Rising Inflation and Cybercrime are the Biggest SME Fears for 2018
Rising inflation and cybersecurity are the most common fears among British SMEs for 2018, according to new research from Barclays Business Banking.1
SMEs believe these issues are most likely to negatively impact their growth in 2018, while consumer demand is most widely expected to have a positive impact.
Inflation, cyberattacks, and state of the UK economy more widely feared than Brexit
According to Barclays’ annual SME Hopes and Fears Index1, which asks decision makers at UK SMEs which factors they expect to help or hinder their business growth in 2018, inflation is most cited as a fear (by 43%). It can increase costs for a business, and also impact the wider economy, with 36% fearing the effects of prices rising faster than wages, which could put pressure on consumers.
Inflation is followed by the risk of cyberattacks (41%) and the state of the UK economy (40%). These factors are followed by fraudsters targeting small businesses (39%), and Brexit and UK politics (35% each), which rank sixth.
Top 5 SME fears for 2018:
|Factors SMEs expect to hinder business growth in 2018||Ranking|
|State of the UK economy||3 (40%)|
|Fraudsters targeting my business||4 (39%)|
|Price inflation outpacing wage rises||5 (36%)|
In May 2017, Barclays launched a major engagement campaign, Barclays DigiSafe, to raise awareness of cyberattacks, fraud and scams. It includes a £10m national advertising campaign, and provides customers with additional tools to protect themselves. Dedicated support for the bank’s one million SME clients has included free support clinics.
SMEs have high hopes for consumer demand and are more positive about technology
When it comes to the factors business owners expect to positively impact their business growth, consumer demand is most widely tipped to have a positive impact, with 50% expecting it to do so. This is a change from last year’s results2 when just 22% expected it to have a positive impact.
SMEs have become more positive about technology, with 48% expecting that availability of better technology will have a positive impact on their business (37% last year), and 42% expecting e-commerce/digital presence to do so (23% last year).
Top 5 SME hopes for 2018:
|Factors SMEs believe will have a positive impact on business growth in 2018||Ranking|
|Consumer demand||1 (50%)|
|Availability of better technology||2 (48%)|
|E-commerce/ digital presence||3 (42%)|
|Investment in the local area||4 (34%)|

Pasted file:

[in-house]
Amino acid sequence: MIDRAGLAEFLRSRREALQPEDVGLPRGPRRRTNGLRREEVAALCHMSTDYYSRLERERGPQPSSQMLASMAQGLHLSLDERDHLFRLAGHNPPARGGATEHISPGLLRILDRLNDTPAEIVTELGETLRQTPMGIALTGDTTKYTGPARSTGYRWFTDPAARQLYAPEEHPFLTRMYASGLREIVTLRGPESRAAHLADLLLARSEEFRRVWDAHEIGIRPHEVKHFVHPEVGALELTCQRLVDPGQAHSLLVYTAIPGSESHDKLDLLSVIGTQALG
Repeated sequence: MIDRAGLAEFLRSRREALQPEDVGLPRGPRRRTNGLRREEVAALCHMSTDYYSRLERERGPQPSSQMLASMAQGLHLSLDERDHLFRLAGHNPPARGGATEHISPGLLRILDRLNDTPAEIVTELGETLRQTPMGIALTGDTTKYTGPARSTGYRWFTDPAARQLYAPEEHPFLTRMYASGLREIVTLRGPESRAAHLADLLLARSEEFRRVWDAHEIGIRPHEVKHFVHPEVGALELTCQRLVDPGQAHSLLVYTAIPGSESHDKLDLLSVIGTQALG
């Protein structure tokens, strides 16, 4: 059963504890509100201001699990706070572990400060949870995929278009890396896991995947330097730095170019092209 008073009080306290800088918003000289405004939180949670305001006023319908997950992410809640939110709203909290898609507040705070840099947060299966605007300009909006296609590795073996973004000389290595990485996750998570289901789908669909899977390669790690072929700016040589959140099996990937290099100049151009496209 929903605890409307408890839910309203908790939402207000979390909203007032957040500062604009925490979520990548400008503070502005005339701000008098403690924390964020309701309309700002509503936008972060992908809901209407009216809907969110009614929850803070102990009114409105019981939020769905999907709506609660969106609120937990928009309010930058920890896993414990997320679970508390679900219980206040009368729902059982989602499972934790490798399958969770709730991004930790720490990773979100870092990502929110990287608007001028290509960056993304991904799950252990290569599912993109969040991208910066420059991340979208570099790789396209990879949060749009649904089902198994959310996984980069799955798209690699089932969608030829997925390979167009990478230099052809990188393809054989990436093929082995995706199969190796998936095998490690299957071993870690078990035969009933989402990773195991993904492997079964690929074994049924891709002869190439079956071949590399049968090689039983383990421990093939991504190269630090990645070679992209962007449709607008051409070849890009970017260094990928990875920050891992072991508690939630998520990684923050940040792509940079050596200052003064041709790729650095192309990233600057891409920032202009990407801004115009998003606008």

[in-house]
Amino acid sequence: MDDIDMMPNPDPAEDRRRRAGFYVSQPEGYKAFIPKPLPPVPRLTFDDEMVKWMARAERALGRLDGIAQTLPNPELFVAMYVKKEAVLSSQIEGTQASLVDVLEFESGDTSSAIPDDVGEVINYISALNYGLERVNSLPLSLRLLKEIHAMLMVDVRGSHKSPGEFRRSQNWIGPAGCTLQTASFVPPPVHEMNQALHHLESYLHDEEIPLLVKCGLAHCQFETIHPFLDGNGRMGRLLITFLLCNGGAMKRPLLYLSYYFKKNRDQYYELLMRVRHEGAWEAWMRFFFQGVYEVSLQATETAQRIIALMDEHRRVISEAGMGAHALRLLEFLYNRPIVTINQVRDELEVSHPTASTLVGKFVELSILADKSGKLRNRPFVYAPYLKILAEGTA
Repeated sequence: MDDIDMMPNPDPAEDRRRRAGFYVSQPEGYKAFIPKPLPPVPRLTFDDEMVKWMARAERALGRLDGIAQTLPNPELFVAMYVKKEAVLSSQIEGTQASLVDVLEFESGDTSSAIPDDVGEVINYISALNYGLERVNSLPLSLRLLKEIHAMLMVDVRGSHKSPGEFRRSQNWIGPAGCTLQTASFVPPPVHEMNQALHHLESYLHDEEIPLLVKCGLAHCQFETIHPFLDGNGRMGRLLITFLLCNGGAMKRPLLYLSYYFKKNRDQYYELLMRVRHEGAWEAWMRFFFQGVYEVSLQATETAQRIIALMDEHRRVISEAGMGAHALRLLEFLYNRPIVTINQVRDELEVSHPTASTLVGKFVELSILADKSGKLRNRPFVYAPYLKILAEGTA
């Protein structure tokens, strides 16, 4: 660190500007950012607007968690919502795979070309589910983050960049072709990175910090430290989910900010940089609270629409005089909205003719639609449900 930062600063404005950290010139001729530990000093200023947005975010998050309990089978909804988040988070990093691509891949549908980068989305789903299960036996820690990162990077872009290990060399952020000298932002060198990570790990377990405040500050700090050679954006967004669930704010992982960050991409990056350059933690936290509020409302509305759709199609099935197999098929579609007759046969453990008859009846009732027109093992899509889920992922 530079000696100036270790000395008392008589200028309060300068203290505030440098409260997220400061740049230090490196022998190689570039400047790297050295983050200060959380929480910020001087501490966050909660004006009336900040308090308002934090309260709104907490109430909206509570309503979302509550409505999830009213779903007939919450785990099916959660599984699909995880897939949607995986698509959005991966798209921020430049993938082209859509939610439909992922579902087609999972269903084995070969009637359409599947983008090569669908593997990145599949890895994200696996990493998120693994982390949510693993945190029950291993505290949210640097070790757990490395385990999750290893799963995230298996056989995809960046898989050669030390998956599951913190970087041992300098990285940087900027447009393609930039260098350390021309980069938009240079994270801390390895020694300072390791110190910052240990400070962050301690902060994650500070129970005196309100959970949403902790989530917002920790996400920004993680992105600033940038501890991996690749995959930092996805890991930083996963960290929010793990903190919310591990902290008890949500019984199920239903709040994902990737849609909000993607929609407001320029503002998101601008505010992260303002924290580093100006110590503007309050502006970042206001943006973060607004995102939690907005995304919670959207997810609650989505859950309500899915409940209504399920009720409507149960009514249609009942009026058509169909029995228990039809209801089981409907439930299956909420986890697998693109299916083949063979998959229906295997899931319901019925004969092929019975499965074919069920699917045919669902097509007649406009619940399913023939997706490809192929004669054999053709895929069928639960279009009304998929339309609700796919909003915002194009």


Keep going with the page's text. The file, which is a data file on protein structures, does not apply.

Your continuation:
|International marketing opportunities||5 (28%)|
Reflecting the uncertain times, there is a near even split among SMEs about the outlook for 2018, with 46% believing it will be a year of opportunities, and 49% predicting a year of challenges.
Most SMEs plan to maintain the same level of investment (65%) and employee numbers (68%) as for 2017. However, those making changes are generally positive, with 21% planning to increase the number of employees, compared with 5% planning a decrease, and 20% planning an increase in investment, compared with 8% planning a decrease.
Stuart Brown, Head of SME Scotland at Barclays Business Banking, commented: “The research reflects small businesses being empowered by new technology and e-commerce. Compared with a year ago, more think these developments will have a positive impact on their business. From our work with small companies, we see them making more use of data and online services, including our own, that help them manage their marketing and finances more easily and effectively. By making the most of these opportunities, SMEs can increase sales, cut costs and save time, strengthening their business.
“Inflation is clearly a worry, and in particular the potential for prices to rise faster than wages. Business owners are clearly taking a prudent and cautious approach to the year ahead. However, there are positive signs of SMEs investing more and hiring more staff.”
¹ 2017 research (looking at 2018 hopes and fears) was conducted by Opinium on behalf of Barclays, 500 online interviews with UK senior decision makers/business owners in SMEs defined as having 250 or less employees, between 9th– 16th November 2017.
2 2016 research (looking at 2017 hopes and fears) was conducted by OnePoll on behalf of Barclays, 500 online interviews with UK senior decision makers/business owners in SMEs defined as having 250 or less employees, between 12th– 19th December 2016